First home buyers turn to Bank of Nan and Pop

Established: before Bank of Mum and Dad

Nan and Pop have always been good for birthday money, but one-in-10 grandparents are taking their generosity to the next level: helping their grandkids buy a first home.

Most of us have special memories of pocketing a few treats from Granny and Gramps.

But it turns out those small gestures of affection we knew as kids are morphing into something far more valuable than a few sneaky lollies before dinner or a surprise Lego set.

Research by Compare the Market shows almost three-quarters of Aussie grandparents are giving their families a financial helping hand.

Around 13% are lending money, 9% are chipping in with household bills, and one-in-10 are helping their grandkids buy a first home.

It goes to show that we’re never too old for grandparents’ treats.

But if your Gramps and Granny are keen to help you get started in the property market, it’s important to have some open conversations first.

How grandparents can help

It’s not unusual for first home buyers to need support from family – especially in this day and age – and it can come in a variety of ways.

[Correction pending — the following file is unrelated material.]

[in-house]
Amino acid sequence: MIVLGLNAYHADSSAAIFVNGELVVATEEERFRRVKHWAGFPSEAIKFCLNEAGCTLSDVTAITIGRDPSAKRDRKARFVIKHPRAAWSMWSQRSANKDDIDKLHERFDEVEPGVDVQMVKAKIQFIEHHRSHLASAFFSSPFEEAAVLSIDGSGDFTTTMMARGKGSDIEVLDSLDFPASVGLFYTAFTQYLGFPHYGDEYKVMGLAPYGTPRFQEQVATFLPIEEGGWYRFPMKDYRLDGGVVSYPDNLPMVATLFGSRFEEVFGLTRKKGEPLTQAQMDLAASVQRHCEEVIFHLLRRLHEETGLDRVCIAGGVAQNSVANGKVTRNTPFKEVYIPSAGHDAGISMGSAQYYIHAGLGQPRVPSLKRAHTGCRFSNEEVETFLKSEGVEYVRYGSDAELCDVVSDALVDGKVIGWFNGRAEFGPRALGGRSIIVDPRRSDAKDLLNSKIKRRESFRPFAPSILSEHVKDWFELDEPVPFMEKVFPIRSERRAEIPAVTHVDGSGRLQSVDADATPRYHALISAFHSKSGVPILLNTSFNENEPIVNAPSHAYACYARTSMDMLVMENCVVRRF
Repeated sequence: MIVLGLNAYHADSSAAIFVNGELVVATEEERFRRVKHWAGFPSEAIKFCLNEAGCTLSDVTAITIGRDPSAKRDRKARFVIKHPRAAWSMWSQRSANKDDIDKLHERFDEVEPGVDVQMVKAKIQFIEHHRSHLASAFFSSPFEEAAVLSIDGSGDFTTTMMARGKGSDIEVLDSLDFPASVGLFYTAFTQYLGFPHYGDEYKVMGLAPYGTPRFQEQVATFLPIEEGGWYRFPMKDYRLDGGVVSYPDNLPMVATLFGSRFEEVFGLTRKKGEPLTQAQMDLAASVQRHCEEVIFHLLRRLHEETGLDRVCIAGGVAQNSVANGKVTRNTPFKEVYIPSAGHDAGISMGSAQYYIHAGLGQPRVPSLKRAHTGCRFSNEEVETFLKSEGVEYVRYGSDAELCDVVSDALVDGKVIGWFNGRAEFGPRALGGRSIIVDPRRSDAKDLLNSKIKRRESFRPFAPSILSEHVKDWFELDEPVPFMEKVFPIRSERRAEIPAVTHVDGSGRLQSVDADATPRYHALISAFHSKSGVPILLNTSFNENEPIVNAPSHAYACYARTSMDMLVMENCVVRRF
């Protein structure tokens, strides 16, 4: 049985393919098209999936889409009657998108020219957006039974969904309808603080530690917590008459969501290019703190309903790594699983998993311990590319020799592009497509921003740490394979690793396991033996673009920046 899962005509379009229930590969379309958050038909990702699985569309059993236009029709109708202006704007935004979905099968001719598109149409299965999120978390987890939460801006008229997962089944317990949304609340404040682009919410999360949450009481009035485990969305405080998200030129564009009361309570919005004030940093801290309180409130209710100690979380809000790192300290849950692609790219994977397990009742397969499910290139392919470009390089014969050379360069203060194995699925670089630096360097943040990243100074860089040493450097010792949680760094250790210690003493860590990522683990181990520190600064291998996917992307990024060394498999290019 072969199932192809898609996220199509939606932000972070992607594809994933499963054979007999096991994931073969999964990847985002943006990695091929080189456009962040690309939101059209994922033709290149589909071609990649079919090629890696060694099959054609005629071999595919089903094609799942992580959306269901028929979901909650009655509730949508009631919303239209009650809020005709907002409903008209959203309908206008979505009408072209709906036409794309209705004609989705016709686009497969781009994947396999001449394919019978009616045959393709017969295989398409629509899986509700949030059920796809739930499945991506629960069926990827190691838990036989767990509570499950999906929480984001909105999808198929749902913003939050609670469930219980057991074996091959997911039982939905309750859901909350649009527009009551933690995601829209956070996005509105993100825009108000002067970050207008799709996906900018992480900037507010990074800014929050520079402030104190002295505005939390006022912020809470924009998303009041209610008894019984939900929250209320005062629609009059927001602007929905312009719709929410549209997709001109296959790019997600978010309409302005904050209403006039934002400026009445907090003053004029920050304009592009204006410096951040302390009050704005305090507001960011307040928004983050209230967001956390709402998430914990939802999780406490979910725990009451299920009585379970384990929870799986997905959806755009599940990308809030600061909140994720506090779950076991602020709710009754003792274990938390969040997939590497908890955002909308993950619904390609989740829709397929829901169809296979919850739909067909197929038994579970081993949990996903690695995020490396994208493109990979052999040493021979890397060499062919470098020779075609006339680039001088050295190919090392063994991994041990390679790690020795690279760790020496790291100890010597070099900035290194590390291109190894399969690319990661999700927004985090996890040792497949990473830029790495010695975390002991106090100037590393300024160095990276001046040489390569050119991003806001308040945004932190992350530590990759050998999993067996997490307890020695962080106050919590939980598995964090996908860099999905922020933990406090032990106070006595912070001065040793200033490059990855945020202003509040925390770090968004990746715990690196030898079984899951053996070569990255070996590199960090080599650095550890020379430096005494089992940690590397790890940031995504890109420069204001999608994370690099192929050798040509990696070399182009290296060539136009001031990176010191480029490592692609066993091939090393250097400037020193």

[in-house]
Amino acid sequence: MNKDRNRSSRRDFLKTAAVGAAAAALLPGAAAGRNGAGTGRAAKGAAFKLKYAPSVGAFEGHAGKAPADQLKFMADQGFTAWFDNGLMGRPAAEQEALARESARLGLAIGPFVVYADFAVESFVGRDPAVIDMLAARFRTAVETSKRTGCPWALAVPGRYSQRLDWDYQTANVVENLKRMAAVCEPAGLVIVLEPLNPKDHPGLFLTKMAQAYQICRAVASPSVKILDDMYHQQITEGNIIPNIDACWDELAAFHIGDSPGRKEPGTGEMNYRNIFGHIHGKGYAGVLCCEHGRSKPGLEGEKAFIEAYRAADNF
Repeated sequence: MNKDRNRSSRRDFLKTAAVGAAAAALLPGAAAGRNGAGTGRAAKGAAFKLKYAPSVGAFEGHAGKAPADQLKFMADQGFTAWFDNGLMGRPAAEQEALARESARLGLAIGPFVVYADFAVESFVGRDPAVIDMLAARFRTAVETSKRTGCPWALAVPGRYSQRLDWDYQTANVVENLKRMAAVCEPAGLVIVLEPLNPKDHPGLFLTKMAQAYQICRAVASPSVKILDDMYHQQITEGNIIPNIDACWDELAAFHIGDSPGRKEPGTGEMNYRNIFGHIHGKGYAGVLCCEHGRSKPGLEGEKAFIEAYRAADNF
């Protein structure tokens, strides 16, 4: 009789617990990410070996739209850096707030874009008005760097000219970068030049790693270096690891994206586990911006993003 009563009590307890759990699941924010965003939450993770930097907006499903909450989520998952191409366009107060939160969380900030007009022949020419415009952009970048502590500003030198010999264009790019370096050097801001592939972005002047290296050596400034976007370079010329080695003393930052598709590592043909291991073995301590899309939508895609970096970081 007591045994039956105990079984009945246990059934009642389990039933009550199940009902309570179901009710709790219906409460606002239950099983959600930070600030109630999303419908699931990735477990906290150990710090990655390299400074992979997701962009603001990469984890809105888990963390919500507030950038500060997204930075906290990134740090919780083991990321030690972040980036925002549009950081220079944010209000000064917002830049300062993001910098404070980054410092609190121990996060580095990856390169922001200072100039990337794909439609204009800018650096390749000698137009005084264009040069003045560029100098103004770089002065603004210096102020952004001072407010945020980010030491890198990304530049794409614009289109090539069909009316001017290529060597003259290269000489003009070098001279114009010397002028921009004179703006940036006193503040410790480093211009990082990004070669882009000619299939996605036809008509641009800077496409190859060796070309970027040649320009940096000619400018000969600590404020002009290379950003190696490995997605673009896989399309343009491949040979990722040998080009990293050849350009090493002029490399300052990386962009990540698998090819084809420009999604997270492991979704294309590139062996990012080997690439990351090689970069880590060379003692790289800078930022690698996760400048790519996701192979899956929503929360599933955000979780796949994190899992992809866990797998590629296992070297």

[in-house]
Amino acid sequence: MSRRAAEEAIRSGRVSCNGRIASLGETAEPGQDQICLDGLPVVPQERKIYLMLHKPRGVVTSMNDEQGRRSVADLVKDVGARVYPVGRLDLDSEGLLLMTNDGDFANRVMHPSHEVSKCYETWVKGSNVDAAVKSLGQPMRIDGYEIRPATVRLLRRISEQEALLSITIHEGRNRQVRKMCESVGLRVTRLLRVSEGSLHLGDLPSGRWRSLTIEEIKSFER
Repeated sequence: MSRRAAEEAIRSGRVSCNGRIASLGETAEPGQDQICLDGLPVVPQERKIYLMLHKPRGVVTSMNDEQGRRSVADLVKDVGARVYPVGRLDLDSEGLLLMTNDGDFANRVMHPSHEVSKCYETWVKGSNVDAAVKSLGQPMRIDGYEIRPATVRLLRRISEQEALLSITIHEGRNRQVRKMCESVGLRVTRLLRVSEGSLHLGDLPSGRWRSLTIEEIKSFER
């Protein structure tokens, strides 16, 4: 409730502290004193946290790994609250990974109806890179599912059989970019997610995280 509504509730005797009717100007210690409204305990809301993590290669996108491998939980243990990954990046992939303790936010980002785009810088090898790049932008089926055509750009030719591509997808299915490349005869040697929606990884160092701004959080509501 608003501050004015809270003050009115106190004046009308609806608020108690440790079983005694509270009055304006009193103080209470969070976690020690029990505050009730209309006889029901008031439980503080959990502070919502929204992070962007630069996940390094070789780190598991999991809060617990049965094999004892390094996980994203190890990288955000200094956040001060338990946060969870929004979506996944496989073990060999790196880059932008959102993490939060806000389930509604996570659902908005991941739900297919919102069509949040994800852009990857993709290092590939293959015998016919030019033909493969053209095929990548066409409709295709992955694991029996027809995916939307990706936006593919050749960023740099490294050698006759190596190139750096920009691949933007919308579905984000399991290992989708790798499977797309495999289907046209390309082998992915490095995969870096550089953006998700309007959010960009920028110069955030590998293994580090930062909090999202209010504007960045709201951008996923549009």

One option is for a close relative to act as a guarantor for a first home buyer’s loan.

It’s a big ask for grandparents though.

If the borrower can’t keep up the loan repayments, a lender can ask the guarantor to pay off the debt – something that could leave Nan and Pop financially skewered.

If they can afford it, another way for grandparents to help their grandkids buy a home is by gifting money.

What to be aware of

A cash gift doesn’t have to be huge to make a difference.

It can help grow a deposit or go towards upfront buying costs such as lenders’ mortgage insurance.

However, there are traps to be aware of.

You could get a ‘please explain’ from a lender when they see a lump sum of cash land in your bank account.

The bank may want to be sure it’s not a loan that grandma and grandpa expect to be repaid.

So, it can be a good idea for grandparents to write a letter spelling out that they are gifting the money unconditionally with no strings attached.

And while this should go without saying, it would be negligent of us not to stress the importance of nan and/or pop being completely sound of mind when gifting any money.

The last thing you’d want to do is leave them short in funding their retirement, or start a rift (or legal battle) with other family members who love and care for them as much as you.

Talk to us to find out how family can help

Buying a first home is a special milestone, and it’s extra special when family members rally around to lend a hand.

But as we’ve outlined today, it’s not without its potential pitfalls.

So call us today to find out the different ways your family might be able to help you buy a place of your own.

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